I’ve seen some NFT games with outstanding quality. If you think about the film Avatar, it’s that level.

That's what Second Life is like, it's not cartoonish at all. It's pretty darn realistic.

It is realistic, and there are some cartoonish. Some other types of games like x infinity are very cartoonish, and that’s right for that audience, but it can go as sophisticated as it needs to be.

That’s just unbelievable. So you can visit entire worlds and different places without leaving your home. You could probably go swimming in the ocean without having to breathe air. So in some ways, the possibilities are just unbelievable. So for business, I can see how it's mind-boggling, like entertainment and people going to conferences. For instance, if you used to have the Nintendo Switch with bowling and tennis, this would be like everybody having their virtual headsets.

They can go bowling, or as you said, they can be in their home at a conference.

But the bowling side of things has ads on the sides of the walls in bowling alleys placed for people to see.

Exactly, and no two people might see the same ads.

Oh, shut the front door. Yeah, that's right. But will that still be possible? Because there's this privacy thing like cookie-less browsing, I wonder how they will try and enforce it?

Is that permission-based marketing? It goes back to that community. What was the exchange? What’s the value you are giving? Why would they give you their data? What’s that value to them?

So permission-based marketing will become very important. Interesting. Again, that's a book written by Seth Godin, That Whole Principle. I'd have to read that book, I haven't yet. So the way B2B brands gather and use customer data has transformed web 3.0, or at least it will. So how do you think that will change the whole privacy thing? They'll have to get permission, or what will be the medium for that to work?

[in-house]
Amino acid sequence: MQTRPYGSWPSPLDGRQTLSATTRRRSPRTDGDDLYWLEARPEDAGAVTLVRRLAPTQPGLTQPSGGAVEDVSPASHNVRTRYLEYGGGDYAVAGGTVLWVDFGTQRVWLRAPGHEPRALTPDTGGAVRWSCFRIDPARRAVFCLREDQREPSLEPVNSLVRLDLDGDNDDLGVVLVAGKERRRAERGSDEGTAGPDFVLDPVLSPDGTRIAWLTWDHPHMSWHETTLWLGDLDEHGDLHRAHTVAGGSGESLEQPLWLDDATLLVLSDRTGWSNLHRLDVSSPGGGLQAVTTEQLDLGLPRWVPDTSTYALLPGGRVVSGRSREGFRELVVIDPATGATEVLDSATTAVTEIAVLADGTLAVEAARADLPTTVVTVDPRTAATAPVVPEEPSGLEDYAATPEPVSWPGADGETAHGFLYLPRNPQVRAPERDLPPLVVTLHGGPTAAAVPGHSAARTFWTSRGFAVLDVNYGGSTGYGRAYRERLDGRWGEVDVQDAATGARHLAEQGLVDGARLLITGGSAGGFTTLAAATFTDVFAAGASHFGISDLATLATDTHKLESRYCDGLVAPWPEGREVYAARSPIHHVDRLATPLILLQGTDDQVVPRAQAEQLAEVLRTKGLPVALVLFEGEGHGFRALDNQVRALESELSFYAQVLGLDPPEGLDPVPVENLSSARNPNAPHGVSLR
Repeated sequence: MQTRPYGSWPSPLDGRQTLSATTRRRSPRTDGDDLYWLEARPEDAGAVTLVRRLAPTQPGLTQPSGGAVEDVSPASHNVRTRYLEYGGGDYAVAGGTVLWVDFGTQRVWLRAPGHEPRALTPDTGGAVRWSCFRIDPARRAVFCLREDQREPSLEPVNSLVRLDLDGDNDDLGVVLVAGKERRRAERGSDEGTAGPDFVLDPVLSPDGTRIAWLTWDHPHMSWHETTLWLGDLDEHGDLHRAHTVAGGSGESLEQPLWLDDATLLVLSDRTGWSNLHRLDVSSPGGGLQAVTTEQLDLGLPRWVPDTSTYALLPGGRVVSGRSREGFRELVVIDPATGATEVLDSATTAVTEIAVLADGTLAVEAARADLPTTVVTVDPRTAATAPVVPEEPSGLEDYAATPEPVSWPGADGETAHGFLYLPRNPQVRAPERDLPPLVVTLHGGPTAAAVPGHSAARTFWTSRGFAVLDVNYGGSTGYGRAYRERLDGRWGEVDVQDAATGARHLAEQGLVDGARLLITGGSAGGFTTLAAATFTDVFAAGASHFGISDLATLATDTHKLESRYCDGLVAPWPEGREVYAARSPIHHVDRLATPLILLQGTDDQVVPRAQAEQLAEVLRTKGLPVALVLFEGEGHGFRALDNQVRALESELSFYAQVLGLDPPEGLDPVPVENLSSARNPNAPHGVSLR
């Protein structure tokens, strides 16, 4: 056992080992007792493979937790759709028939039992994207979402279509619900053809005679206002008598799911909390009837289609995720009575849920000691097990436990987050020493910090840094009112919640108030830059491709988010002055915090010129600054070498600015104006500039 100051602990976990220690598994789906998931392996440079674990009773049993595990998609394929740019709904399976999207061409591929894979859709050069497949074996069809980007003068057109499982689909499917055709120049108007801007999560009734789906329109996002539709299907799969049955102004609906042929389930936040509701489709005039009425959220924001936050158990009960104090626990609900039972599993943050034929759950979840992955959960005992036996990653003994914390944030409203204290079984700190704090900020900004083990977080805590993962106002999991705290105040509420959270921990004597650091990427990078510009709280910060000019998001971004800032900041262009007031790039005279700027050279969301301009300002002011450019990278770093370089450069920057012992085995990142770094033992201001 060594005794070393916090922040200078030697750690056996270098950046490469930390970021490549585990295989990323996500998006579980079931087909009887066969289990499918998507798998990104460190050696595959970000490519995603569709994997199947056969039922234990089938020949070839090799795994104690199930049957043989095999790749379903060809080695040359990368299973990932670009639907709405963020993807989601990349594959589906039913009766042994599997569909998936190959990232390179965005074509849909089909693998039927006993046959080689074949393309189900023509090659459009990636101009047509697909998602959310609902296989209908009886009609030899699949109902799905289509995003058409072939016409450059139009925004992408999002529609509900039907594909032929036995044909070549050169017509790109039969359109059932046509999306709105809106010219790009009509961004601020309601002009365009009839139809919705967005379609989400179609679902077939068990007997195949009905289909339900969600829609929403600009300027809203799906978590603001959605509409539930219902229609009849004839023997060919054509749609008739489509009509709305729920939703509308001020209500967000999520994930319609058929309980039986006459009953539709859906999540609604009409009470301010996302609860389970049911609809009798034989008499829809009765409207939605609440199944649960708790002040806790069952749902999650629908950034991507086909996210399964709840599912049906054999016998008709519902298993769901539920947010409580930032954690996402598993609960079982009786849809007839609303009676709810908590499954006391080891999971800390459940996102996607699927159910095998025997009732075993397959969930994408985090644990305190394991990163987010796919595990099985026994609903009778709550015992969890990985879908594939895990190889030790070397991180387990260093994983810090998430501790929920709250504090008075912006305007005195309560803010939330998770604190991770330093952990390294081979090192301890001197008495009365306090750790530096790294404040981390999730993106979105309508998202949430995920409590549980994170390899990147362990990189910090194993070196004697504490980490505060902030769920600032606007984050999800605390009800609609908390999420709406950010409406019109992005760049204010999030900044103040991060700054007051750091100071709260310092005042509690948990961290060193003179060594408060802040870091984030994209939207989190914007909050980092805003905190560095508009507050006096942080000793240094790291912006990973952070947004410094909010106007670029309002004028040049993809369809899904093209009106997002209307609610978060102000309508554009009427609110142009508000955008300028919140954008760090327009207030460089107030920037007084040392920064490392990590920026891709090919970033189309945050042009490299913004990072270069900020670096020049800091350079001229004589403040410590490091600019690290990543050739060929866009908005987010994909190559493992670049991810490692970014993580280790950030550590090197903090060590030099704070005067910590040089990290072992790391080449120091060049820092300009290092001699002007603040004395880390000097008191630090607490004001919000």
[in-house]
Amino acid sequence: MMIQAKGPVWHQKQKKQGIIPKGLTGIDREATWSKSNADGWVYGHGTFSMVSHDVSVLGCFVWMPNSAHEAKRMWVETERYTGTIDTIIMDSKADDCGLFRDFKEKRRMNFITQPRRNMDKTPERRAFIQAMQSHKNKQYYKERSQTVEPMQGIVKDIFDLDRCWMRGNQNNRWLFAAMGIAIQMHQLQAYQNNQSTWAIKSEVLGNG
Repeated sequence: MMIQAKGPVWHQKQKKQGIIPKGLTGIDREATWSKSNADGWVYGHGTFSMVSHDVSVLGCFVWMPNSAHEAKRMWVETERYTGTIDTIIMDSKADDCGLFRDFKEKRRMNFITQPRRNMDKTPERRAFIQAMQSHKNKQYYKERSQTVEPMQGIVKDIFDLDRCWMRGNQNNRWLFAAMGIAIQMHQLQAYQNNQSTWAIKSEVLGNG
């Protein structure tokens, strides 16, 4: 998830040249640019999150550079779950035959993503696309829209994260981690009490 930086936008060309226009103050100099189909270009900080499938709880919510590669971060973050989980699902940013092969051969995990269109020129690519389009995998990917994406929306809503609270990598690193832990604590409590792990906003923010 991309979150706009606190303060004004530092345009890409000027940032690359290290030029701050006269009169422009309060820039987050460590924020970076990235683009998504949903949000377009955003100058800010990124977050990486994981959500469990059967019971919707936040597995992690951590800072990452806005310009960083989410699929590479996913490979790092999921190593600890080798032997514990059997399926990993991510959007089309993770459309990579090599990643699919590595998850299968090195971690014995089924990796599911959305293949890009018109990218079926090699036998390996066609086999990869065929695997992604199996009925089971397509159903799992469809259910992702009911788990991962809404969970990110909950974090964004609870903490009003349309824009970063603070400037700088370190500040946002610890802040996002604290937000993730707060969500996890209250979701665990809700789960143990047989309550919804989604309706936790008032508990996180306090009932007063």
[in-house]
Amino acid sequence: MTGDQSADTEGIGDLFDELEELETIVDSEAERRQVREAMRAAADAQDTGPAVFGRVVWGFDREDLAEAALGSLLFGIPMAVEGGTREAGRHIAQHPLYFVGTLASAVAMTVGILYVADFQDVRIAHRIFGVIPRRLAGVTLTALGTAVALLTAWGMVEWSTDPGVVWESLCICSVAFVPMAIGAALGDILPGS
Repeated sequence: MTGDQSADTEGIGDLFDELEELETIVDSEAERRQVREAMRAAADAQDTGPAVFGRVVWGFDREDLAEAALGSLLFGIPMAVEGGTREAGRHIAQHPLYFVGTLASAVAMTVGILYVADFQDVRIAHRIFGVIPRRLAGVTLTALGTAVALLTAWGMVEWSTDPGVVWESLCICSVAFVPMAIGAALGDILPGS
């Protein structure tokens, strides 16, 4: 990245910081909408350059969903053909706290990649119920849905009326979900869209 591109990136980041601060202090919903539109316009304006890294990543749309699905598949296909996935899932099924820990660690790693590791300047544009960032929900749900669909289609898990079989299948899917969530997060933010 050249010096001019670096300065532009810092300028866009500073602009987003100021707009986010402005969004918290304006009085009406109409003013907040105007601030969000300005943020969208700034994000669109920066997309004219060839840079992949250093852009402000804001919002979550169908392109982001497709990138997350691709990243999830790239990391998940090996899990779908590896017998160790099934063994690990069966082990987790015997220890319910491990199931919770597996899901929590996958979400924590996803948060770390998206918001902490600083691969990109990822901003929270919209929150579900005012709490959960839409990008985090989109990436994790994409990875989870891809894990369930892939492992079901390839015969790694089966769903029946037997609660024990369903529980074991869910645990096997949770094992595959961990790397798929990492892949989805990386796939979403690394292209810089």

You know, I don’t know the technology behind that work.

Yeah. Fair enough.

But it will force some changes. Things will need to change. We saw that change in web two, with ease and everything else. It will need to evolve because of the KYC element, and your customer will be very important in that space.

It is.

Yeah, how that’s executed.

I wonder how that will change how content is created. I am in the realm of publishing blog posts. People publish posts and content, but do people read it? Is it just there for the sense of link? I am still in the world that hasn't fully embraced video yet. Businesses still haven't fully embraced Video Marketing ingredients. So there's an expense to it, of course. So I'm trying to figure out what, besides NFT, another type of content is the Metaverse and web 3.0 going to make possible.

In terms of how the content changes if you are a content creator, the best example is, I’m sure you’ve heard of Gary Vee. At the moment, Gary Vee has the wake of V friends. And what he’s doing is pioneering this whole idea of tokenizing his content using LFTs. So he’s got Gary Vee tokens NFTs. And those tokens give his community access to all his content network if you like. It is like a membership. So a Vee-friends token gives to people who bought the V fence votes, and many people have. I believe it’s increasing in value because once you buy, the token is yours, and you can sell it to someone else. And the more valuable the token, the more money, so the more you can trade it for. So Gary’s token has different types of tokens, and some tokens give you access to Gary one-to-one. So you can have meetings and question time with him. So that’s a way of tokenizing NFT content.

Wow. There's so much to understand about this.